The Emerald

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The Transformation of Mission

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The Transformation of Mission

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Bustling crowds, bright lights, and booming restaurants meet our eyes as we travel down flourishing Valencia street in the Mission. Fragrant smells waft from multiple restaurants overflowing with people and cuisine ranging from Mexican to Spanish to French. We frequently encounter joyous scenes of large groups of friends socializing in the streets, families laughing in the hubbub as well as young couples enjoying a fancy dinner at a French restaurant.

As we slowly travel away from the prosperity and happiness radiating from the crowds, the scenery drastically changes as we are reminded how the Mission district once was.

Back in the 1970s, the vast majority of the Mission was inhabited by Latinos/Chicanos, the largest concentration of Latinos in the entire city. Streets were full of home-owned businesses and restaurants, providing a large source of employment and income for the Latinos. All around, the smell of Mexican food like burritos and tacos would fill the air. Small apartments were stacked above simple home-owned laundry services, and artistic graffiti and murals decorated several walls. Families enjoyed settling into a peaceful life with their surrounding which resonated with their sense of identity. Funky Mexican music could be heard spilling from restaurants and car windows, providing a sense of familiarity for the Latinos.

During the 1990s, everything started to change in the Mission district. When young, urban professionals bustled into San Francisco vying for the hundreds of job opportunities, they gradually began occupying various parts of Mission due to its less expensive rent. At first, having a few non-Latinos living in the Mission was a minor change. However, higher pay from professional jobs coupled with the expensive cost of housing in downtown San Francisco caused larger amounts of professionals to “migrate” into the Mission, and as a result, the rent and cost of a house was slowly driven upwards by the increasingly higher demand of housing. It eventually caused a 12% drop in Latinos residing in the Mission between 2000 and 2015, according to a KQED news article written in October 2015 by Rebecca Bowe, and is projected to fall another 16% by 2025.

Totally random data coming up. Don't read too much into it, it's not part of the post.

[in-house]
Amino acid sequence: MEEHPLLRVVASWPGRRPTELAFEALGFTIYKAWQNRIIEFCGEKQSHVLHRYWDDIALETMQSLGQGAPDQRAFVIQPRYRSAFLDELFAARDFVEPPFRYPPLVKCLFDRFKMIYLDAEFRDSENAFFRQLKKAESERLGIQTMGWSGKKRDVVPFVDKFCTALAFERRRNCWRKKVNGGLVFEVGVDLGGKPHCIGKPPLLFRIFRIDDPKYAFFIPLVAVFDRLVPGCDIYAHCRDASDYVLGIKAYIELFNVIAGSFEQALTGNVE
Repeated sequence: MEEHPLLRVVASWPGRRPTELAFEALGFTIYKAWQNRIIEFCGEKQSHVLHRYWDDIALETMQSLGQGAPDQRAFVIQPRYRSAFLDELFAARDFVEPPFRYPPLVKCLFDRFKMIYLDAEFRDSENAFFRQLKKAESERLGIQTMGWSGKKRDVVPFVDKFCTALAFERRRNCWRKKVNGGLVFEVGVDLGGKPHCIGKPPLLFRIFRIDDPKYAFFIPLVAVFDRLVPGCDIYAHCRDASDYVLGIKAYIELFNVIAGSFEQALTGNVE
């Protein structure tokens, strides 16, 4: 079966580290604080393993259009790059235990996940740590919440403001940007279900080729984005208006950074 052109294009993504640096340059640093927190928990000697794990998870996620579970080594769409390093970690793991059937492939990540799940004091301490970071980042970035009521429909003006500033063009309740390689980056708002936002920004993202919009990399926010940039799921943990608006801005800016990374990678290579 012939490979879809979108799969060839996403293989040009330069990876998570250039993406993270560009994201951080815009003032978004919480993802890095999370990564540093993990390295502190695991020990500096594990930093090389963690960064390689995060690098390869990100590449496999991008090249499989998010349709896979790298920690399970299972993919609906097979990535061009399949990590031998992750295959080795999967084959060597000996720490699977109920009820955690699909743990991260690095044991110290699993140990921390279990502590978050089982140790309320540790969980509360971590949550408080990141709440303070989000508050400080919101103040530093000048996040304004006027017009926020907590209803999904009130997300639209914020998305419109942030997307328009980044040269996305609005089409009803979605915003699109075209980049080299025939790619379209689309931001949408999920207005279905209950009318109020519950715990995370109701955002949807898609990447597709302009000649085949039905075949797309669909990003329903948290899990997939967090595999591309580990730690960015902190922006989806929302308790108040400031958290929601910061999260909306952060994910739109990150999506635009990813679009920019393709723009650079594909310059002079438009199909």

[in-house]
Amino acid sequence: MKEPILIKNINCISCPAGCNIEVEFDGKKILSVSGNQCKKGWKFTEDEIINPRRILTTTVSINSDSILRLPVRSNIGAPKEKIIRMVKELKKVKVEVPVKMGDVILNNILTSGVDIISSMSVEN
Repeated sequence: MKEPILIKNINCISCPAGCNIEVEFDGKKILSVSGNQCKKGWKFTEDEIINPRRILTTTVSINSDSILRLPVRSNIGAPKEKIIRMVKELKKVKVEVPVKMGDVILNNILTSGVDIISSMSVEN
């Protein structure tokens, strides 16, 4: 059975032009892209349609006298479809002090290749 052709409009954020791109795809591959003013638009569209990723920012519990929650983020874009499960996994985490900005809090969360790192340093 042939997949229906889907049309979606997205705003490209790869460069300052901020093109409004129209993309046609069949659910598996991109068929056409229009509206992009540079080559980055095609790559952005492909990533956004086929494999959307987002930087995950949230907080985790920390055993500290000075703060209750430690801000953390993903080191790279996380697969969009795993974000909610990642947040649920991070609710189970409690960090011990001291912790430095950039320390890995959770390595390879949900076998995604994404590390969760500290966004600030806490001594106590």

Other than driving up the prices of housing, home-owned businesses and restaurants were replaced as well. The variety of taquerías and Mexican food slowly faded into Italian and French restaurants built to accommodate the new residents. Latino residents no longer had a sense of belonging in this area. The change represented the diminishment of the strong sense of identity that the Mission had provided to the Latinos. Latino children no longer had local playgrounds and fields that their parents and grandparents once enjoyed, those having been replaced by new, urban style buildings. The original Latino residents were forced to move to the outer part of Mission or, in the worst case, even out of San Francisco.

The Mission has now become one of the most unique communities in San Francisco, containing a rich background of history and of the hundreds of untold Latino stories affected by gentrification. Gradually, as we travel back to Valencia street, the delicious smells wafting in the air as well and the luxury condominiums towering above us no longer radiates prosperity and happiness from the latinos. We must remember the consequences that has led to this superficially ideal community, and as we stroll down the streets once more, the past echoes of the Latino dialect reverberate in our minds forever.

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The Transformation of Mission